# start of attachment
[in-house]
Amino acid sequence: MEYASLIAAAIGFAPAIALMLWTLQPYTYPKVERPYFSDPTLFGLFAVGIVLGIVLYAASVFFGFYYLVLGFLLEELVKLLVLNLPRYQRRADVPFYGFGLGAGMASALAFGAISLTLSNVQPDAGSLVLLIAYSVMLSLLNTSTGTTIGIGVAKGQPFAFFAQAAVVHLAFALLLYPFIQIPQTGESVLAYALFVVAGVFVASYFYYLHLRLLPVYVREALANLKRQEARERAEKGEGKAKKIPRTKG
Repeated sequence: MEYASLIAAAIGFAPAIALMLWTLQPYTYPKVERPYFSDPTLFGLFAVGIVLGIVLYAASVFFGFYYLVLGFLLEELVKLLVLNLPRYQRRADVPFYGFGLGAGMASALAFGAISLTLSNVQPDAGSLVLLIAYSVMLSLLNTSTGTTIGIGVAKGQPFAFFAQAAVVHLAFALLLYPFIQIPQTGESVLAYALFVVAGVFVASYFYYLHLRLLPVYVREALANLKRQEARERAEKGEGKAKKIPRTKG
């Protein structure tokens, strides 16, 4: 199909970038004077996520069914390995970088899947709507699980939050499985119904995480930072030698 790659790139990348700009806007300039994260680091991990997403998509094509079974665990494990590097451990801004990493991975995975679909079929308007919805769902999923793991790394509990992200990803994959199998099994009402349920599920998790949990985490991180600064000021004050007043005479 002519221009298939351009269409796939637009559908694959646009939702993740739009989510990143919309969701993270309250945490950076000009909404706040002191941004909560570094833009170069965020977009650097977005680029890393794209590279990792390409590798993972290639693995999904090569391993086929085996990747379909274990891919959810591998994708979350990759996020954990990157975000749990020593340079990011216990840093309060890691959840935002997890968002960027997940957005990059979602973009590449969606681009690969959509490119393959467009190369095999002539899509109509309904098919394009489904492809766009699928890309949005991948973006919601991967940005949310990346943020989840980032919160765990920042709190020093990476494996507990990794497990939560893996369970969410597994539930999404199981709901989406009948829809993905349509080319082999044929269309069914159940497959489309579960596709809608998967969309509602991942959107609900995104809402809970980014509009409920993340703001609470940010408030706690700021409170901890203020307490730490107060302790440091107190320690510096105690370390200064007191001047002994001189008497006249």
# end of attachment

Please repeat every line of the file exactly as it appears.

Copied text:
[in-house]
Amino acid sequence: MEYASLIAAAIGFAPAIALMLWTLQPYTYPKVERPYFSDPTLFGLFAVGIVLGIVLYAASVFFGFYYLVLGFLLEELVKLLVLNLPRYQRRADVPFYGFGLGAGMASALAFGAISLTLSNVQPDAGSLVLLIAYSVMLSLLNTSTGTTIGIGVAKGQPFAFFAQAAVVHLAFALLLYPFIQIPQTGESVLAYALFVVAGVFVASYFYYLHLRLLPVYVREALANLKRQEARERAEKGEGKAKKIPRTKG
Repeated sequence: MEYASLIAAAIGFAPAIALMLWTLQPYTYPKVERPYFSDPTLFGLFAVGIVLGIVLYAASVFFGFYYLVLGFLLEELVKLLVLNLPRYQRRADVPFYGFGLGAGMASALAFGAISLTLSNVQPDAGSLVLLIAYSVMLSLLNTSTGTTIGIGVAKGQPFAFFAQAAVVHLAFALLLYPFIQIPQTGESVLAYALFVVAGVFVASYFYYLHLRLLPVYVREALANLKRQEARERAEKGEGKAKKIPRTKG
């Protein structure tokens, strides 16, 4: 199909970038004077996520069914390995970088899947709507699980939050499985119904995480930072030698 790659790139990348700009806007300039994260680091991990997403998509094509079974665990494990590097451990801004990493991975995975679909079929308007919805769902999923793991790394509990992200990803994959199998099994009402349920599920998790949990985490991180600064000021004050007043005479 002519221009298939351009269409796939637009559908694959646009939702993740739009989510990143919309969701993270309250945490950076000009909404706040002191941004909560570094833009170069965020977009650097977005680029890393794209590279990792390409590798993972290639693995999904090569391993086929085996990747379909274990891919959810591998994708979350990759996020954990990157975000749990020593340079990011216990840093309060890691959840935002997890968002960027997940957005990059979602973009590449969606681009690969959509490119393959467009190369095999002539899509109509309904098919394009489904492809766009699928890309949005991948973006919601991967940005949310990346943020989840980032919160765990920042709190020093990476494996507990990794497990939560893996369970969410597994539930999404199981709901989406009948829809993905349509080319082999044929269309069914159940497959489309579960596709809608998967969309509602991942959107609900995104809402809970980014509009409920993340703001609470940010408030706690700021409170901890203020307490730490107060302790440091107190320690510096105690370390200064007191001047002994001189008497006249």